Sunday, November 05, 2006

Pigouvian Taxes: Regressive?

Pigouvian taxes are taxes levied to correct the negative externalities of a market activity. Perhaps the most significant negative externality today is the destruction of the environment. An example of a Pigou tax would be a tax on gasoline consumption in order to encourage less of a dependence on gasoline, and more investment in alternate energy sources.

Such a tax, considering the importance of the environment, and the gravity of the situation, seems to be a viable and effective tool to curb gasoline consumption. Yet many argue that the tax is not morally defensible on the grounds that it is inherently regressive - that is, the tax would be more of a burden on the poor than on the rich. As conventional taxes go, such a regressive effect seems to be contradictory to the purpose of taxes themselves. Yet the purpose of a Pigou Tax is not to raise revenue for the government, nor to create more equality. The purpose is to correct negative externalities of the market and regardless of whether the tax is 'unfair' or not, the effectiveness is what is most important, and therefore the fact that the tax is regressive must be disregarded.

Nevertheless, the fact that a gasoline tax is regressive is apparent, and makes the tax an issue of political importance rather than solely an economic one. Therefore, some form of compensation for the poor must be available, if not to make it more morally appeasing, then to make it more politically viable. One possible solution is to take the revenue from the gas tax and distribute it in an expanded Earned Income Tax Credit (EITC). The Earned Income Tax Credit is a refundable tax credit that reduces or eliminates the taxes that low-income working people pay (such as payroll taxes) and also frequently operates as a wage subsidy for low-income workers. The credit would not just be given to those who are harmed by the gasoline tax (indeed that would give the poor an incentive to consume gasoline, exactly the opposite aim of the tax,) but would be distributed to all poor, as it is now. Such a scheme would at the same time reduce consumption of gasoline and alleviate the strains of poverty.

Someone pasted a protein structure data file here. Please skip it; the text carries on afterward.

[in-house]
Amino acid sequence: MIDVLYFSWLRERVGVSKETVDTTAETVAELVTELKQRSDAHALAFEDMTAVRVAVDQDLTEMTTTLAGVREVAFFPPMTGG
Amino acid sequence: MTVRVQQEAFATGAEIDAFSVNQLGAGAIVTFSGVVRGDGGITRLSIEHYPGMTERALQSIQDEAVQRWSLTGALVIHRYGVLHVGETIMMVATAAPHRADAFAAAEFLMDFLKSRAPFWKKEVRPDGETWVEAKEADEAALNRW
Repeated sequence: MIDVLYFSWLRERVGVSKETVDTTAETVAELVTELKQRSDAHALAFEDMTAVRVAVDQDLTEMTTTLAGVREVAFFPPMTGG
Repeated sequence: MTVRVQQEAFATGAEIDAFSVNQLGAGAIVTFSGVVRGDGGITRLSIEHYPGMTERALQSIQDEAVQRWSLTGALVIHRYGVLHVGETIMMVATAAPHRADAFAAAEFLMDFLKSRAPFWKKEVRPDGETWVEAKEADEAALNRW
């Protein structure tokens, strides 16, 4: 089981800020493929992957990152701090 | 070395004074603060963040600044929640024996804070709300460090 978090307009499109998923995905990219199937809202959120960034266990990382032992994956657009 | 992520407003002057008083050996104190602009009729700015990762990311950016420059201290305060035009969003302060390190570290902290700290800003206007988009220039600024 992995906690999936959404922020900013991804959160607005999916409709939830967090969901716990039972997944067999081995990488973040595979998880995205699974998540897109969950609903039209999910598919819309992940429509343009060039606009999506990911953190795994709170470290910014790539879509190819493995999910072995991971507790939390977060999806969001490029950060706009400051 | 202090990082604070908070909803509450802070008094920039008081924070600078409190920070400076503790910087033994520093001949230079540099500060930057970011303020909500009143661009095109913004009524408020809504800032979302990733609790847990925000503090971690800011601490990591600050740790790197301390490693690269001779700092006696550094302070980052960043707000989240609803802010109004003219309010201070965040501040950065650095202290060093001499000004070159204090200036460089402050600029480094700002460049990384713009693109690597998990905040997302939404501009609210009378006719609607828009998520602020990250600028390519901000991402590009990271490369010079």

A hike in the gasoline tax is a necessary component of the attempt to save the environment. Such a tax, along with an expanded EITC, would contribute both to reducing gasoline consumption as well as reduced dependence on volatile oil producing states. Such advantages, at an expense that can hardly be considered tremendous, as other options to transportation certainly exist, would greatly benefit America as well as the environment.